First time-use of a Net-Map-procedure in a culture development process
The recently published study on behalf of the Institute for Cultural Policy
offers new ways for the coordination of action for the pilot region in South
Thuringia (central Germany)
©Patrick S. Föhl & Robert Peper
With the decision to perform a network analysis, the Institute for Cultural Policy entered new territory within the framework of cultural development processes. During the process it was planned to highlight previously unknown communication and conflict structures between different stakeholders from politics, administration, arts and culture as well as economy, tourism and civil society. Additionally, so-called white spots (“structural holes”) between representatives of various sectors should be identified. Stakeholders of all relevant domains would be interviewed in order to implement effective coordination structures within the two counties Hildburghausen and Sonneberg. In order to achieve these goals, the Institute for Cultural Policy engaged Robert Peper, a PhD-student from the Leuphana University of Lueneburg, who is trained in visual social network analysis.
By using Net-Map, the network structures between actors of culture, politics, administration, business and civil society could be traced in a very participatory process. In the beginning of the interviews respondents were asked to recall the last three months of their daily interactions with other stakeholders with regards to their cultural work. They were then asked to draw actors on a network card using a large sheet of paper and pens. For this process, standardized name generators were used. In the course of the conversation ego-alteri (connections between interview partner and others) and alteri-alteri relationships (connection between two others, not involving the interview partner) were depicted in the network map. The visualization displayed both the flow of communication as well as the conflicts and future relationships between the actors involved. In order to highlight the most influential actors in the decision making process, the interviewees were asked to mark the influence of individual actors by heightening the respective tokens.
The evaluation of the network analysis, which included 14 Net-Map-interviews with politicians, tourist officers, artists, museum directors among others, revealed surprising findings. Key players and core interactions were identified that were previously unknown but are crucial for the future cultural development of the model region. A regional tourism association appeared as an extremely well-connected node and as an important potential strike for cultural operators in order to obtain access to the business sector. In addition, the regional mayors turned out to be the lynchpins of the collected network, which comprises a total of 167 players. Missing relations could be located e.g. between artists and schools. Many local actors spotted developing a denser network between cultural and educational sectors as the most important task for the future.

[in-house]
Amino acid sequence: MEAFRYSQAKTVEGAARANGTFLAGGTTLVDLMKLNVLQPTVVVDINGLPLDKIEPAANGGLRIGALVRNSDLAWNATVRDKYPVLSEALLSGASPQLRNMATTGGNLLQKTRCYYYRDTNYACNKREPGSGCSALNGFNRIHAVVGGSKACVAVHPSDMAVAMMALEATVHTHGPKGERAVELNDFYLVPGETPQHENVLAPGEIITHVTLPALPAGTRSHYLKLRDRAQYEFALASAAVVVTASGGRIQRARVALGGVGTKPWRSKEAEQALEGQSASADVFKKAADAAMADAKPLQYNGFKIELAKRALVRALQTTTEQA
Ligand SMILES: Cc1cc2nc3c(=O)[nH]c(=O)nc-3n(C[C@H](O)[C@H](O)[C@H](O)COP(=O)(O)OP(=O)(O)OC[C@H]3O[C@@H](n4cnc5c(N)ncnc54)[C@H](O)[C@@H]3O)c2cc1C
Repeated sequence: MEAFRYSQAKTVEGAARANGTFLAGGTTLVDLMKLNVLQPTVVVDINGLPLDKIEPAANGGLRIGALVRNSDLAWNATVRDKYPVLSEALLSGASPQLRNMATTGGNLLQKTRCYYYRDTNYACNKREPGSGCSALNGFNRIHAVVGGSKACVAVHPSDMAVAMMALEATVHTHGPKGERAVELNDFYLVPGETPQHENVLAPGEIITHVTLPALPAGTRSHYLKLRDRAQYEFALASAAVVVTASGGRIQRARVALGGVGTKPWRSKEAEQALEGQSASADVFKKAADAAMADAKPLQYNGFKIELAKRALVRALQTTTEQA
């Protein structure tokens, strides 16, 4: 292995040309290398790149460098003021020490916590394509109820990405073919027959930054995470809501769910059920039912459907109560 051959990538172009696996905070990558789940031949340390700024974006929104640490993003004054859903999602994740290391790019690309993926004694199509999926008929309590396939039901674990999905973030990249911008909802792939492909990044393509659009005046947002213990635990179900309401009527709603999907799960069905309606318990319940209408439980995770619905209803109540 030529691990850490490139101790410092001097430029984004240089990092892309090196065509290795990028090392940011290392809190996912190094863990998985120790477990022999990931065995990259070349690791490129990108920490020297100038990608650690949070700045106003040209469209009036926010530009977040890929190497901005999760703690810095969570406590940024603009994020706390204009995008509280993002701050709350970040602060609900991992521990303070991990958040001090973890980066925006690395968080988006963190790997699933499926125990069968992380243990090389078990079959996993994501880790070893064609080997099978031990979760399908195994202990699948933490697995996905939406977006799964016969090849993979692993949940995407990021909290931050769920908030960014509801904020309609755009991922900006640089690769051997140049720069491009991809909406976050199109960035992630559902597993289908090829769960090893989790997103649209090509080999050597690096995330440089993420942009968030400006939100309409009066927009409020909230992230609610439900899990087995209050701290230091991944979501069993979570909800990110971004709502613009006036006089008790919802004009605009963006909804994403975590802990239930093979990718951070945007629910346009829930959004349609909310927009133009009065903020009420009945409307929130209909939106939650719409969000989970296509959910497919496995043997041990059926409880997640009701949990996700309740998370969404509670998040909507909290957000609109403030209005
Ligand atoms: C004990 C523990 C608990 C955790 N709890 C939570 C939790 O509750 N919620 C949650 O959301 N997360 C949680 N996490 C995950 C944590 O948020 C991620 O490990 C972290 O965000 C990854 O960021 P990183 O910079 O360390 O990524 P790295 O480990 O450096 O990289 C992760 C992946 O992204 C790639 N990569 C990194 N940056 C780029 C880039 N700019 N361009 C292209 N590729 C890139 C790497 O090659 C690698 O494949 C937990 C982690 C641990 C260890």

The advantage of this Net-Map-based network analysis lies in the possibility to highlight the most important formal and informal interactions of cultural governance processes and to identify gaps in the network structures that need to be closed in order to pool resources and to strengthen communication and decision-making processes for the cultural field of a whole model region. These expectations were fully met with the results of the recently published report. The study served as an important additional tool for the whole cultural development process (which also involved many other tools such as expert interviews, structural analyses, workshops etc.) and was presented at the occasions of different cultural workshops. The process ended in April 2015 and can now be seen as a good example for a modern approach with regards to cultural development planning.
Dr. Patrick S. Föhl, leading project manager of the cultural development processes, sees great possibilities for the use of network analysis – also in other regions: “There is a lot of potential. Participatory social network analysis will play a crucial role in future cultural development processes. In the model region Hildburghausen and Sonneberg it already works. The results of the analysis are an important milestone in the cultural development process and clearly demonstrate the existence of comprehensive networking.”
For further information about the process please visit the following websites:
Filed under: case studies, guest post | Tagged: Artist, case study, cultural development, culture, Germany, Leuphana University of Lueneburg, Network Analysis, Patric S. Foehl, Robert Peper, strategy, Thuringia |